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Synchronous Diagnosis of Diabetic Retinopathy by a Handheld Retinal Camera, Artificial Intelligence, and Simultaneous Specialist Confirmation.

PURPOSE: Diabetic retinopathy (DR) is a leading cause of preventable blindness, particularly in underserved regions where access to ophthalmic care is limited. This study presents a proof of concept for utilizing a portable handheld retinal camera with an embedded artificial intelligence (AI) platform, complemented by a synchronous remote confirmation by retina specialists, for DR screening in an underserved rural area.

DESIGN: Retrospective cohort study SUBJECTS: 1,115 individuals with diabetes.

METHODS: A retrospective analysis of a screening initiative conducted in four municipalities in Northeastern Brazil, targeting the diabetic population. A portable handheld retinal camera captured macula-centered and disc-centered images, which were analyzed by the AI system. Immediate push notifications were sent out to retina specialists upon the detection of significant abnormalities, enabling synchronous verification and confirmation, with on-site patient feedback within minutes. Referral criteria were established, and all referred patients underwent a complete ophthalmic work-up and subsequent treatment.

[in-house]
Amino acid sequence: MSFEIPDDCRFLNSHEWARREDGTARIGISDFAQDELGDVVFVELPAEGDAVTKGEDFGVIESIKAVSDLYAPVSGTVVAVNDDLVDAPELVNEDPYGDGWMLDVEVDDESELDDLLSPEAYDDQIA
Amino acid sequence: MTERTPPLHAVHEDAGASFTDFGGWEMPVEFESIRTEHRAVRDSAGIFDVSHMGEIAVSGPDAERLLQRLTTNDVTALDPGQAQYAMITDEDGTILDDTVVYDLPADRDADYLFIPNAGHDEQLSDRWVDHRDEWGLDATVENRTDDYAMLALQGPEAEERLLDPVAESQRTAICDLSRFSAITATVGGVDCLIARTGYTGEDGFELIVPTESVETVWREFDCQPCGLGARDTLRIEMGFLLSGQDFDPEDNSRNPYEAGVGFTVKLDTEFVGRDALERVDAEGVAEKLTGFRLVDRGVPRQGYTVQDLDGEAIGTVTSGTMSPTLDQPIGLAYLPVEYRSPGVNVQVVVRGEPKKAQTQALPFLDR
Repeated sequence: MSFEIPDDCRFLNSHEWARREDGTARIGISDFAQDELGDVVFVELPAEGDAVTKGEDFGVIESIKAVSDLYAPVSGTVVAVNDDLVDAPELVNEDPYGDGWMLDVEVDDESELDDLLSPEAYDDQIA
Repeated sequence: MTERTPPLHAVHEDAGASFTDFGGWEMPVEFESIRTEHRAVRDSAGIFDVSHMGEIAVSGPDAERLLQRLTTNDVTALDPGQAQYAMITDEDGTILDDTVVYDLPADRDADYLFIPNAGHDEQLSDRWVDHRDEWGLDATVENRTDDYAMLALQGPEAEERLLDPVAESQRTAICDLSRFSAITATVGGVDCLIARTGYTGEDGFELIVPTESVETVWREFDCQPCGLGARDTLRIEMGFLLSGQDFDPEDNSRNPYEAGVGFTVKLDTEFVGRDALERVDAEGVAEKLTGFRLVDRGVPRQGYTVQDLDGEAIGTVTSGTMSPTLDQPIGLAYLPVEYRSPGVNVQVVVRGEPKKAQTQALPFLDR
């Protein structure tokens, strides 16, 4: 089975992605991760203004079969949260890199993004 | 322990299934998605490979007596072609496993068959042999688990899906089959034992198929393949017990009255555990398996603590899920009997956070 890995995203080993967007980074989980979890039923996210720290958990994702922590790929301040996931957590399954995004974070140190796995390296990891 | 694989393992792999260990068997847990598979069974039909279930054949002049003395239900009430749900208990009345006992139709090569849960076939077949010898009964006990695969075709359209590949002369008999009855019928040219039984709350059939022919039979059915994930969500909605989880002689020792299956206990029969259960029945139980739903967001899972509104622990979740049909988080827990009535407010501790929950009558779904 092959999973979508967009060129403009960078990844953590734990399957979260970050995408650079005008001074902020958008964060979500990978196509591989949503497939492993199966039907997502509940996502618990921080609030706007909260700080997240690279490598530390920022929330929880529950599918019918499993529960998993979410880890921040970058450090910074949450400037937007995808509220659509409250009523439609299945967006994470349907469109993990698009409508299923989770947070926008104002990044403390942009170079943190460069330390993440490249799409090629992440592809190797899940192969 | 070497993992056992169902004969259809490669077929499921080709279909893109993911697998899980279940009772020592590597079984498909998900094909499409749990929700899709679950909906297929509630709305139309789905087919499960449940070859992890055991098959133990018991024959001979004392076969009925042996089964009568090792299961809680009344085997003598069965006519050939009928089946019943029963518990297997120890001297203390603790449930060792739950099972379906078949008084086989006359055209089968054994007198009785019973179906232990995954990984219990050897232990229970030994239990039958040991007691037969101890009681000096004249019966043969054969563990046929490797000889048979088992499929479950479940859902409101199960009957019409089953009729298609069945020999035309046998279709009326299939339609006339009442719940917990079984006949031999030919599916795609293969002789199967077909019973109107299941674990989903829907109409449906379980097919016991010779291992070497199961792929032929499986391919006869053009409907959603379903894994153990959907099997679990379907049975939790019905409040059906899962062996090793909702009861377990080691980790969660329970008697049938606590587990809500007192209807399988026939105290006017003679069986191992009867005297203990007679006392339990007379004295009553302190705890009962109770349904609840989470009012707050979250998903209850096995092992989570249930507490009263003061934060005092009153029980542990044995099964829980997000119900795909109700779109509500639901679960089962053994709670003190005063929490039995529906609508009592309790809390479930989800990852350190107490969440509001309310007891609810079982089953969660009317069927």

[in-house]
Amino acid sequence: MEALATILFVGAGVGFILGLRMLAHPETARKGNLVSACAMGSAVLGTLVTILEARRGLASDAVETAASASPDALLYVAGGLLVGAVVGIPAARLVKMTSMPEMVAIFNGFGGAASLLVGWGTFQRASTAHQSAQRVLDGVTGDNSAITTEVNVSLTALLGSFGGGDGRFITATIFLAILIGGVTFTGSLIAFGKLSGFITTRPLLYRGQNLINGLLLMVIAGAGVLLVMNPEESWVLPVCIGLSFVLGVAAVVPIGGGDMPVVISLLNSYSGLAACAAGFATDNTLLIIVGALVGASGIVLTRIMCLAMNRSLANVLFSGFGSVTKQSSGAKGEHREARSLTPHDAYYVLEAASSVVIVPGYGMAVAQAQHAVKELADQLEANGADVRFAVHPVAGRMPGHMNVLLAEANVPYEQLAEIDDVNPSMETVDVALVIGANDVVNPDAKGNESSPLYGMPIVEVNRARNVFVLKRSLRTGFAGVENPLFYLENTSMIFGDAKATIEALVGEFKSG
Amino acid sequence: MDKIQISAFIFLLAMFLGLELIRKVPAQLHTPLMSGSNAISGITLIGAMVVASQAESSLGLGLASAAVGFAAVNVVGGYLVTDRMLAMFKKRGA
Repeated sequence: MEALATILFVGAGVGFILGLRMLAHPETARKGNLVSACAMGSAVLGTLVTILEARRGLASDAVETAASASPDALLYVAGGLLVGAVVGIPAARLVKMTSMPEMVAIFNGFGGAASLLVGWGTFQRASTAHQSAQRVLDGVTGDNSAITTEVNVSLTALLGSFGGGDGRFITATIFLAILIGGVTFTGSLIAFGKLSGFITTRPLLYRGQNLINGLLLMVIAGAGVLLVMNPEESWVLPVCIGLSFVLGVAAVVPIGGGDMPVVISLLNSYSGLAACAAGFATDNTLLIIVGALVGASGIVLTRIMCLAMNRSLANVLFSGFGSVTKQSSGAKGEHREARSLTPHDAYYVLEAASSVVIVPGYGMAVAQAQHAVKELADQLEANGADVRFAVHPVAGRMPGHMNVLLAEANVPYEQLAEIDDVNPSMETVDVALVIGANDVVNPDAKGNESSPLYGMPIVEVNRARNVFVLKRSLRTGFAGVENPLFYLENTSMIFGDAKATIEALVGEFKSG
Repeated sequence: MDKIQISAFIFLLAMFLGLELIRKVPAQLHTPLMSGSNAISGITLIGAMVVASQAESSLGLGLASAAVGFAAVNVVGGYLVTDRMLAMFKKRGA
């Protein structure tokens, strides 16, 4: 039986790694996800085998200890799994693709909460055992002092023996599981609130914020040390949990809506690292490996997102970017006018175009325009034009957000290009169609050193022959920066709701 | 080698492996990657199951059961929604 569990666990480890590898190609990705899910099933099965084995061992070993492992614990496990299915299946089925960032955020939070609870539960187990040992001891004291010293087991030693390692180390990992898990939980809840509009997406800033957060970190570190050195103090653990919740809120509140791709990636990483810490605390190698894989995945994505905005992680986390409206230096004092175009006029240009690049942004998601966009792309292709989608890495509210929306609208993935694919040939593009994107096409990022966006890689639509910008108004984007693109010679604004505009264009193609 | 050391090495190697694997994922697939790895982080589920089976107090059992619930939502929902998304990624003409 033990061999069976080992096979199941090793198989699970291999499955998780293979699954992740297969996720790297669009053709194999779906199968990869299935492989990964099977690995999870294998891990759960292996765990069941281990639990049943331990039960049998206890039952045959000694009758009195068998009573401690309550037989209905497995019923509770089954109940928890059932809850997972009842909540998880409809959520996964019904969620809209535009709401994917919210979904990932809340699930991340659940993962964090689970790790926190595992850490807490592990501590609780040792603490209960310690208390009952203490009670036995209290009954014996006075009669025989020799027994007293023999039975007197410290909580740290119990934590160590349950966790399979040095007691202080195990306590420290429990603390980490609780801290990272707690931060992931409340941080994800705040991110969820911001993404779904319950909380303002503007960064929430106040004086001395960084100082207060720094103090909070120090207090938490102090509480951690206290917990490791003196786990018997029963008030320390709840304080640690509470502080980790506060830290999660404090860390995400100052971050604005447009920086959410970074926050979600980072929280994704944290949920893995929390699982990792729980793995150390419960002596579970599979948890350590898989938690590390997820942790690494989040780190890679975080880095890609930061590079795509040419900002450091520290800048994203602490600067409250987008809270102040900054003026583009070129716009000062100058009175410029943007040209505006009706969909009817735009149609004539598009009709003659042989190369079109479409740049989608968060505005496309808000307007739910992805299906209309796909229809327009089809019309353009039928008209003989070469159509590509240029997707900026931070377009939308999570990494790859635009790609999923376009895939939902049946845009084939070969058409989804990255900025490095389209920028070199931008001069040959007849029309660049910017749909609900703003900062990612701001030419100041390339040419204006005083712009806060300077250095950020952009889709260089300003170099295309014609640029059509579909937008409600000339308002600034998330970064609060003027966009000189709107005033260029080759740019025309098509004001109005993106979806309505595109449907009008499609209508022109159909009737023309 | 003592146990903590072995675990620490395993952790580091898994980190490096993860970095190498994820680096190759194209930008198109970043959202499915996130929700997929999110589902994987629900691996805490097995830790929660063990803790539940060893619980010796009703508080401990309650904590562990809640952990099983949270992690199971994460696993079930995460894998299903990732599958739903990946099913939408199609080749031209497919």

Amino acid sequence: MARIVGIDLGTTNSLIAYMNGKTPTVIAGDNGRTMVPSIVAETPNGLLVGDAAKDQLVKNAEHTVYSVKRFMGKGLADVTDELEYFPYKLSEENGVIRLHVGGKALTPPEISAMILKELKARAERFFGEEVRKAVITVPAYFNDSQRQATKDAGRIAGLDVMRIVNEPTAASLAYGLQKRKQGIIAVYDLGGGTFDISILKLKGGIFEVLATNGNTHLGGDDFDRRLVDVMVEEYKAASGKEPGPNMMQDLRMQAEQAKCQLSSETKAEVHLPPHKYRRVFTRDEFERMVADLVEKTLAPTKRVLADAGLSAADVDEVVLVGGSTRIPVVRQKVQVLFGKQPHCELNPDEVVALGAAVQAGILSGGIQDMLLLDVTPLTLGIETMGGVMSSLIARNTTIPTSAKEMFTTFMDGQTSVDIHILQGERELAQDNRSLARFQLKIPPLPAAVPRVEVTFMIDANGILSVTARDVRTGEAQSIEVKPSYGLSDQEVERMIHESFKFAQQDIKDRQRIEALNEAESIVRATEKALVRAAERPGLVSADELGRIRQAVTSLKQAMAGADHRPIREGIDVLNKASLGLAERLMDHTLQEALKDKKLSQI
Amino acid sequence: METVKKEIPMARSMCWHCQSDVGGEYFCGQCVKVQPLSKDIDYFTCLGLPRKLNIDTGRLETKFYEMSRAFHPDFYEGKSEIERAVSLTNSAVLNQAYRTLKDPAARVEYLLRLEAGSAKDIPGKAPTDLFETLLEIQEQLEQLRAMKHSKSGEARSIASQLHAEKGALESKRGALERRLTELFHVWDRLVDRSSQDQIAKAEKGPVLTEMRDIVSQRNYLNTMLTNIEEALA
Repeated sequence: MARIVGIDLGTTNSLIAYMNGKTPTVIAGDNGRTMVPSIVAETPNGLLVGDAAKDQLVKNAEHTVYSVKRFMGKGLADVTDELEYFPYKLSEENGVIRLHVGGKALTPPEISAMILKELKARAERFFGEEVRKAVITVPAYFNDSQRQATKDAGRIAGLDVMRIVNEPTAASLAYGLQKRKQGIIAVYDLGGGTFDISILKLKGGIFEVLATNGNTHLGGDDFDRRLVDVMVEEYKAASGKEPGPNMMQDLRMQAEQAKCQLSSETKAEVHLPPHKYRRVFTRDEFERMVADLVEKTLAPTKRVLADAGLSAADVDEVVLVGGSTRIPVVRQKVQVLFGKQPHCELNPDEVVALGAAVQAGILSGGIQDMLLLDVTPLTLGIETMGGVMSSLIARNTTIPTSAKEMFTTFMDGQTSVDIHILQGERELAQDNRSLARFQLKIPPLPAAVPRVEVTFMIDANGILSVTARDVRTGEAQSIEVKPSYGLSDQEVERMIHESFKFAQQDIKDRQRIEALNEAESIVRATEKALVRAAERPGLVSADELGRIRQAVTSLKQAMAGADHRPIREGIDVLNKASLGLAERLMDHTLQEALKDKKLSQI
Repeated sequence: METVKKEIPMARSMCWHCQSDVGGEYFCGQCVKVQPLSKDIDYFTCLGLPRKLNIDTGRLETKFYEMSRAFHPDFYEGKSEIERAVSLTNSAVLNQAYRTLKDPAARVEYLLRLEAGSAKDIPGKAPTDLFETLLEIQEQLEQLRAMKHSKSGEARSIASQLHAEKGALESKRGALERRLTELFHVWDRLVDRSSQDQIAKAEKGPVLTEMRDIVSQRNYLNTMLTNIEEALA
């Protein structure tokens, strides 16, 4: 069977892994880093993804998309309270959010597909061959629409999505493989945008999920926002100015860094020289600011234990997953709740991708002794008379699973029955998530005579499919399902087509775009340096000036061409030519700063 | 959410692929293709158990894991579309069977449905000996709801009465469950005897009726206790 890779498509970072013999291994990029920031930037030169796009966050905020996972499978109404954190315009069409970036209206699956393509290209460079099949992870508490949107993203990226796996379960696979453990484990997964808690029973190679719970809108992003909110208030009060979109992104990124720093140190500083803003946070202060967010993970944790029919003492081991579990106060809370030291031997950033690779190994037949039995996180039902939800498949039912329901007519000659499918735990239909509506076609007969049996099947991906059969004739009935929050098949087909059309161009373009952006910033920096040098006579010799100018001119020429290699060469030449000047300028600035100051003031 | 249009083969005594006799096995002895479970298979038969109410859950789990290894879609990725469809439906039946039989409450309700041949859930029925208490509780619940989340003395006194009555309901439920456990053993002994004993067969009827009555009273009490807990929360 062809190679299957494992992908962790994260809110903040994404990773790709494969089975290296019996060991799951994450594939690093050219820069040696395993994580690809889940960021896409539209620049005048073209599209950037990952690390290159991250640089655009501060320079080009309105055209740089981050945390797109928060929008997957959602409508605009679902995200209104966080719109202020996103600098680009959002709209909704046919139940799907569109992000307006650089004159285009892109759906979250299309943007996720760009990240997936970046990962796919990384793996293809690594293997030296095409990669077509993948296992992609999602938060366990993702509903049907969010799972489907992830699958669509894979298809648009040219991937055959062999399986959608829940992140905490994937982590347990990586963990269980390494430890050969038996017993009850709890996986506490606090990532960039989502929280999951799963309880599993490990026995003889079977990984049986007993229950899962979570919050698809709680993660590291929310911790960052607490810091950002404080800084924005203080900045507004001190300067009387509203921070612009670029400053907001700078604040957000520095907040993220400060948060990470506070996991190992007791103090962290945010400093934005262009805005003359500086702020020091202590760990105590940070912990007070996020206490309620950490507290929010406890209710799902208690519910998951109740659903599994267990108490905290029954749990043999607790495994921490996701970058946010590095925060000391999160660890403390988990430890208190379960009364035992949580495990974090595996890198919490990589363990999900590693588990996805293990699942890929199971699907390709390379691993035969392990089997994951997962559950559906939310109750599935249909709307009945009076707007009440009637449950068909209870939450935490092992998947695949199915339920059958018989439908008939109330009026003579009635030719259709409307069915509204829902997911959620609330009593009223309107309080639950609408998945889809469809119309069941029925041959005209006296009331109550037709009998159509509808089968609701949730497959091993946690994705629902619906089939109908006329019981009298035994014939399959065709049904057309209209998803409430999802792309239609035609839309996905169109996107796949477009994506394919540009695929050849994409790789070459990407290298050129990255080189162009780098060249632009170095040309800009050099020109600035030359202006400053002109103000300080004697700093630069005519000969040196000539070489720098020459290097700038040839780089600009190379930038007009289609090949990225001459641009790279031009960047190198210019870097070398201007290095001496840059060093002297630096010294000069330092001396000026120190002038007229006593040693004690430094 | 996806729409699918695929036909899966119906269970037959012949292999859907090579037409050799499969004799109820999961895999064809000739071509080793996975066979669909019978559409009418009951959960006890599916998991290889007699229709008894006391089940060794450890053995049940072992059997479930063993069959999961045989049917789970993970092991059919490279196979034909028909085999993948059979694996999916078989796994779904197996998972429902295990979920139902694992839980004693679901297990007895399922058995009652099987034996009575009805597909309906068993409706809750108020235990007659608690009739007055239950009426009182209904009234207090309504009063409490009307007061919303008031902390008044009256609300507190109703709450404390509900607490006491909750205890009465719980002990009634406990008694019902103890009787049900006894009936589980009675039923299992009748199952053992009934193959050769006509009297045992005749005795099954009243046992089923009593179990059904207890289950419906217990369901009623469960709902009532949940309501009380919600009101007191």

MAIN OUTCOME MEASURES: Proof-of-concept implementation success.

RESULTS: Out of 2,052 invited individuals, 1,115 participated, with a mean age of 60.93 years and diabetes duration of 7.52 years, of whom 66.03% were women. The screening covered 2,222 eyes, revealing various retinal conditions. Referable eyes for DR were 11.84%, with an additional 13% for other conditions (diagnoses included various stages of DR, media opacity, nevus, drusen, enlarged cup-to-disc ratio, pigmentary changes, and other). AI performance for overall detection of referable cases (both DR and other conditions) was: sensitivity- 84.23% (95% CI- 82.63-85.84), specificity- 80.79% (95% CI- 79.05- 82.53). When we assessed whether AI matched any clinical diagnosis, be it referable or not, sensitivity was 85.67% (95% CI- 84.12-87.22), specificity was 98.86 (95% CI- 98.39-99.33), and AUC was 0.92 (95% CI- 0.91-0.94).

CONCLUSIONS: The integration of a portable device, AI analysis, and synchronous medical validation has the potential to play a crucial role in preventing blindness from DR, especially in socially unequal scenarios.

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